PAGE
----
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article imageToday's electronics may send migrating birds off course

By Martin Laine     May 8, 2014 in Science
The explosive growth in electronics — everything from smartphones to AM radio signals — and the electromagnetic radiation they create could disrupt the flight paths of migratory birds, especially over urban areas, where the concentration is heaviest.
This discovery came somewhat by accident in the course of a different research project, according to an article in Nature.
It has long been known that many species of migrating birds use the earth’s magnetic fields to orient themselves. What is not known is just how this biophysical phenomenon, this internal compass, works. Henrik Mouritsen had been conducting research to find out in what part of the bird’s brain this information was processed.
His experiments involved keeping European robins in wooden huts, effectively shutting out the sun, stars, or any other visual cues the birds might use, so that they could observe how the birds would orient themselves. In 2002, he moved his experiments to the University of Oldenburg, a city of 160,000 people.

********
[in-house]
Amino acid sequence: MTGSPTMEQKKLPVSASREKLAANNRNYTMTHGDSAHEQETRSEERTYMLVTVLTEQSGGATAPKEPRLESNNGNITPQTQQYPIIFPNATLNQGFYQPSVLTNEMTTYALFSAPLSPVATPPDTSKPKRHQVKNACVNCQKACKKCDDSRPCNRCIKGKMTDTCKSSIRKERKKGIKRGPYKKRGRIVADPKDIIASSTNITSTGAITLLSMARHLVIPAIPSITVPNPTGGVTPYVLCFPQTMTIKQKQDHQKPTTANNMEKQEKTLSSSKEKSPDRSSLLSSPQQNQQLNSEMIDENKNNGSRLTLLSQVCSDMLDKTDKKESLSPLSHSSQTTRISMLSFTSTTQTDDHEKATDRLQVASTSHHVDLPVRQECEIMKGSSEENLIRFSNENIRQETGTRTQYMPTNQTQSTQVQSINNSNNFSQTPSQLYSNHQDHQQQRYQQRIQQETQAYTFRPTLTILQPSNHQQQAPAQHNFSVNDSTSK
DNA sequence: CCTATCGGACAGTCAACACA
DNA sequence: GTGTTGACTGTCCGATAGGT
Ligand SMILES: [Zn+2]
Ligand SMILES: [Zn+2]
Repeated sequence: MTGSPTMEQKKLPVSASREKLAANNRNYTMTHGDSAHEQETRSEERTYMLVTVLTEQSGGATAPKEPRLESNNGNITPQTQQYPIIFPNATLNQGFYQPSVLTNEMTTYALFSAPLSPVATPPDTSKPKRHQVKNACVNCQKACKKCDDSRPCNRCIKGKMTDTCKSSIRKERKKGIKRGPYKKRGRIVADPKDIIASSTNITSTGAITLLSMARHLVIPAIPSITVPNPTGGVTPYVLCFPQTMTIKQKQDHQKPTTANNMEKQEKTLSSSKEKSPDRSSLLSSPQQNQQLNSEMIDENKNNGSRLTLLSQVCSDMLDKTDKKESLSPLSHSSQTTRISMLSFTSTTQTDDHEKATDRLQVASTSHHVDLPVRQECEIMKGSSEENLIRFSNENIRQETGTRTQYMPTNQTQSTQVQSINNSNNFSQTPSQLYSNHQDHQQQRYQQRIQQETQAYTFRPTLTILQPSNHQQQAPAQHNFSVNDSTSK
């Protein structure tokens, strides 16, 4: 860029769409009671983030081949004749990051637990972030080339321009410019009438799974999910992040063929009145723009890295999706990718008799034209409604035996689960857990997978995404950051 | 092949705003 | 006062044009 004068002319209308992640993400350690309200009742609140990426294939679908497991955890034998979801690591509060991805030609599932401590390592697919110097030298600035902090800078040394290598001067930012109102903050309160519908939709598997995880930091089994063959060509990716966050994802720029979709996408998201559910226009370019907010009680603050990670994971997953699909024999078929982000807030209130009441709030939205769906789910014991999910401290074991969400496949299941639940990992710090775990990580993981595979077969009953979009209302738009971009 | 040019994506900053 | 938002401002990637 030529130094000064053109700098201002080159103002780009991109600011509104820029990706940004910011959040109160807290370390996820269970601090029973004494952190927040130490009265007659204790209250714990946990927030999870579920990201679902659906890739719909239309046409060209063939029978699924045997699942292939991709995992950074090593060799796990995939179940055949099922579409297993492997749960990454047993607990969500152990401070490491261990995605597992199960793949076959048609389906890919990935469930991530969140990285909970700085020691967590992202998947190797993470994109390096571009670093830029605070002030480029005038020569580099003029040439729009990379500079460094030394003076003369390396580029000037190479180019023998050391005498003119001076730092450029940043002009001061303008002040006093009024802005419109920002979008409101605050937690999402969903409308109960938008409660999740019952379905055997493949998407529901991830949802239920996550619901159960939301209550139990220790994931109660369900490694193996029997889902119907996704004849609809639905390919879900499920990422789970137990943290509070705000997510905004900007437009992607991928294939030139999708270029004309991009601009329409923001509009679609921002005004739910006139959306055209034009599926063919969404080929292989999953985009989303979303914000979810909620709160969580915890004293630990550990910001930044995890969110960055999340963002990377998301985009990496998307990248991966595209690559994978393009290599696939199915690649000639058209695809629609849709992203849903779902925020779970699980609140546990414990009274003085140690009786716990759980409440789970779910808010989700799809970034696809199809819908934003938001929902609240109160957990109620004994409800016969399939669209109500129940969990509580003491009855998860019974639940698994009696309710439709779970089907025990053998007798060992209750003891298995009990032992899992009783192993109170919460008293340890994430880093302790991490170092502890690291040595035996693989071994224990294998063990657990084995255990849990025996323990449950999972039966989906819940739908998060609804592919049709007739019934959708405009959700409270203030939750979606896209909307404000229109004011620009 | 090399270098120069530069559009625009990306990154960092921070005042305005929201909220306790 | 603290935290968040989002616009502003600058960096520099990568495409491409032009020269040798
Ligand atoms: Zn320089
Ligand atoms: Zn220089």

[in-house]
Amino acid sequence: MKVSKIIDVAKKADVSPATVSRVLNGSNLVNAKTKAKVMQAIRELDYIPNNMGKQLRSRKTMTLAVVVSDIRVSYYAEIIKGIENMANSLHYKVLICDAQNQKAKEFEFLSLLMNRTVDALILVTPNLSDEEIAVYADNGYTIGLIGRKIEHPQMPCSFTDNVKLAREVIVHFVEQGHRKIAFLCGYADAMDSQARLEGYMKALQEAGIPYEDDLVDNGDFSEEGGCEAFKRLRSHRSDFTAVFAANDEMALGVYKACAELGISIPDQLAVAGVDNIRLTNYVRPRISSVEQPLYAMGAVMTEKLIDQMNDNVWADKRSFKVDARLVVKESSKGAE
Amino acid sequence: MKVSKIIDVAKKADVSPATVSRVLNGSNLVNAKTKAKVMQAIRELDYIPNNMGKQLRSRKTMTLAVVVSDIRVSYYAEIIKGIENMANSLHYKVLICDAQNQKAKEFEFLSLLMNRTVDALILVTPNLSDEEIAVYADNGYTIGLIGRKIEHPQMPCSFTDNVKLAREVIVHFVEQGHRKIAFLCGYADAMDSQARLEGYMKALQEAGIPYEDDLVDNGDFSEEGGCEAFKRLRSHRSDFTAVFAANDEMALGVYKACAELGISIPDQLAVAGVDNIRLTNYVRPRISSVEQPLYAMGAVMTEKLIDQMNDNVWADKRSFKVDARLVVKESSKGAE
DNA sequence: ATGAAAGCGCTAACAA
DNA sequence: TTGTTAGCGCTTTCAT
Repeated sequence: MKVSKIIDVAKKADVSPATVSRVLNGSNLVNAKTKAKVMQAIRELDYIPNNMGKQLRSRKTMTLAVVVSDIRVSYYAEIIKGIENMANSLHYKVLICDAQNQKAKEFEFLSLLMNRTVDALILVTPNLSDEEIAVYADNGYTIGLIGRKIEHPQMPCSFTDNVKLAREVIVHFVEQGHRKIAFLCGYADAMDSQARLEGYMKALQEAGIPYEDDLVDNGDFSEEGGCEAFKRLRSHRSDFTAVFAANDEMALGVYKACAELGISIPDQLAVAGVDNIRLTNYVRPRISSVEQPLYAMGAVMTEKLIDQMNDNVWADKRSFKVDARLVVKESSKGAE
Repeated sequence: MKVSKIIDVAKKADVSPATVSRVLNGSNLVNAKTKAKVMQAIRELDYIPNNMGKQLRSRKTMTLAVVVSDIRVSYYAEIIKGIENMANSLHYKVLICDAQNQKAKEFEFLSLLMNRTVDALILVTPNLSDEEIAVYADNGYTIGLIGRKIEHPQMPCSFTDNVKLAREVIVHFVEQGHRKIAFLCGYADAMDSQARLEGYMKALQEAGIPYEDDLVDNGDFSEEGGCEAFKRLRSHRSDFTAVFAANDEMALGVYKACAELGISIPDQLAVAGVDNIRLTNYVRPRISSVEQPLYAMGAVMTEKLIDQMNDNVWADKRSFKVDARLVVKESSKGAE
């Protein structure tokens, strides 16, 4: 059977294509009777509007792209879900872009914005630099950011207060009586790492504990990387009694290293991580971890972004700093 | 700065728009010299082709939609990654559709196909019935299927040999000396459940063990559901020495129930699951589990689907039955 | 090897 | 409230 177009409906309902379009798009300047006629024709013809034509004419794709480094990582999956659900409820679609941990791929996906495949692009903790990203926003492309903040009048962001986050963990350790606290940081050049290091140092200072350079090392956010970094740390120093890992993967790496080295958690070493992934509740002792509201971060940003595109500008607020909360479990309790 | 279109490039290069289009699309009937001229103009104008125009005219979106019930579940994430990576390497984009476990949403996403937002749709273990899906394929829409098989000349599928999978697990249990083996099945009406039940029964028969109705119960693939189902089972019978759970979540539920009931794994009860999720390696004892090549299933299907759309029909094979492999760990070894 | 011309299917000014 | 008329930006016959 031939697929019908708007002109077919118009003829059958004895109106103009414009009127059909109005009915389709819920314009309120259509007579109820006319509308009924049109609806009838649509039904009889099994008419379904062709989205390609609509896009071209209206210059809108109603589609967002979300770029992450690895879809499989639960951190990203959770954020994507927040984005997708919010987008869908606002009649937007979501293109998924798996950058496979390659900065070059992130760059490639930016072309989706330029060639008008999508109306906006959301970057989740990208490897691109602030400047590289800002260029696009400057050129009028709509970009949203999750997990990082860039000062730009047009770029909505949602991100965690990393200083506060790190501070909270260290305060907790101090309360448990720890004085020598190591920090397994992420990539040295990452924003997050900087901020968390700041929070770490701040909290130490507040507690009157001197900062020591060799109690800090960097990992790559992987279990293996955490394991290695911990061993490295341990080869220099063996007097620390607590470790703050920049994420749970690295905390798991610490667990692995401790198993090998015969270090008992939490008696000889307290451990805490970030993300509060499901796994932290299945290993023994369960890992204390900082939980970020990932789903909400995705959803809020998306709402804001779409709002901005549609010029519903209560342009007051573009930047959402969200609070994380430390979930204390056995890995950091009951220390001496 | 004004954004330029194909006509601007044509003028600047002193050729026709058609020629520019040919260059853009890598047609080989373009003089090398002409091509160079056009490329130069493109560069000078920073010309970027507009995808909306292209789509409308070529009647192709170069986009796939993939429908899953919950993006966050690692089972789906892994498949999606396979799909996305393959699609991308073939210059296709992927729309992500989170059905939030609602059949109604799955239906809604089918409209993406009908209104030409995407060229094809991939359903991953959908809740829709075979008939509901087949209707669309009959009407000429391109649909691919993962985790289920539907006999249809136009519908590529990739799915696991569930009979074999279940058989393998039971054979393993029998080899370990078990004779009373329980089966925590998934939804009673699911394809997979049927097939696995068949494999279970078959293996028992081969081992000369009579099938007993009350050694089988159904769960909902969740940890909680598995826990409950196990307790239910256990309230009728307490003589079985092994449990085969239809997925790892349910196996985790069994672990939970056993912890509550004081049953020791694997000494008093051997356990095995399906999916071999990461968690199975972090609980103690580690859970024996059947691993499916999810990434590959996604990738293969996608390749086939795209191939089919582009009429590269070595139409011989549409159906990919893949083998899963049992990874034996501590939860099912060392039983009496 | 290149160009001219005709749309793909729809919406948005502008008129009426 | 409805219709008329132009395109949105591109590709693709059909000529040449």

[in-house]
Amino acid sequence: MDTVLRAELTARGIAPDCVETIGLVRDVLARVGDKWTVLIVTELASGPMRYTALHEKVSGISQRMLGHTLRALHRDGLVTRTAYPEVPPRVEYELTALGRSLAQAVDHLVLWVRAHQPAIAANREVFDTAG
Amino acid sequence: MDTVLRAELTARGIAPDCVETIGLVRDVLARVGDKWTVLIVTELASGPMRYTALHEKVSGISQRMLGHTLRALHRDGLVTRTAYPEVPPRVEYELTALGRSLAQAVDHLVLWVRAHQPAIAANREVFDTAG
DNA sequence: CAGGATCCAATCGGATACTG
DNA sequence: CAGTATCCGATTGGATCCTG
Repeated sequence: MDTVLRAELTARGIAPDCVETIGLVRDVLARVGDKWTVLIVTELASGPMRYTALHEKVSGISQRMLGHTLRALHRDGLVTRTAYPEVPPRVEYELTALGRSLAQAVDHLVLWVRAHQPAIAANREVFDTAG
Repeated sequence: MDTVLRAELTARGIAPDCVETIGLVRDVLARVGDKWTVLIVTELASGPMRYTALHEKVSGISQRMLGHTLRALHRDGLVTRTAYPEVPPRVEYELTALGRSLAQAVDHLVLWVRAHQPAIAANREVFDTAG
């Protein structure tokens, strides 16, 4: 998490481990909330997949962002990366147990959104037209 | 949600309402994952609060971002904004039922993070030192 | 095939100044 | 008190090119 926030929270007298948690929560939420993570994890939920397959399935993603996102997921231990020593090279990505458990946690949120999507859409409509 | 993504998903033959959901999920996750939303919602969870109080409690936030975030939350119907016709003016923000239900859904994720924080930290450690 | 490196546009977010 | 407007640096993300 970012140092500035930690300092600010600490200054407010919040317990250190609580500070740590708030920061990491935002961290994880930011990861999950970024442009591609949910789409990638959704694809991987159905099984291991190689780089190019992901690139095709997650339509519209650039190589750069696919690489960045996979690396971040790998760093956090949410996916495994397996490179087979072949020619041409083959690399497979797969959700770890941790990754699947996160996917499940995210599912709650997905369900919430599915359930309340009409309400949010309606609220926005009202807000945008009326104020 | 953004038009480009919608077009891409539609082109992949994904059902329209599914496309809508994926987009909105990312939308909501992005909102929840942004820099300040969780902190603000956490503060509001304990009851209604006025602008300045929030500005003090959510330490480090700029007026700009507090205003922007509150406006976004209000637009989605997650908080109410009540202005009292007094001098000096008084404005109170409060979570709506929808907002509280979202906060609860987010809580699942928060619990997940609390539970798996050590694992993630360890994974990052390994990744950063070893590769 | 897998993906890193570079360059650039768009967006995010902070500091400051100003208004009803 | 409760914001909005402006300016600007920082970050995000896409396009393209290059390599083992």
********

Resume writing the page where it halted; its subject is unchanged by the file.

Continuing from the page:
Here, under the same conditions as out in the countryside, the birds could not orient themselves.
“I tried all kinds of stuff to make it work, but I couldn’t,” Mouritsen said. “Until one day we screened the wooden hut with aluminum.”
After covering the huts with aluminum plates and grounding them, the electromagnetic radiation was reduced significantly, and the birds were able to orient themselves normally. When the ground was disconnected, the radiation level rose and they were once again disoriented.
Mouritsen and his students repeated the process over the course next seven years to make sure the observations were valid.
“We wanted to make sure that we could really document that what we were seeing was real,” Mouritsen said.
However, another bird navigation researcher, also working in Germany, has not seen the same phenomenon.
“We never used any shielding, and our birds were perfectly oriented,” said Roswitha Wittschko at the University of Frankfort. “This is a really surprising thing for me.”
Still other researchers have noticed a similar phenomenon in other animals.
“These effects are real,” said John Phillips, a sensory biologist at Virginia Tech in Blacksburg, Va. He has noticed in mice and newts, in experiments involving navigation and spatial memory.
As for Mouritsen, he plans to continue his research into the workings of a bird’s inner compass.
More about Migration, Electromagnetic radiation, internal compass
 
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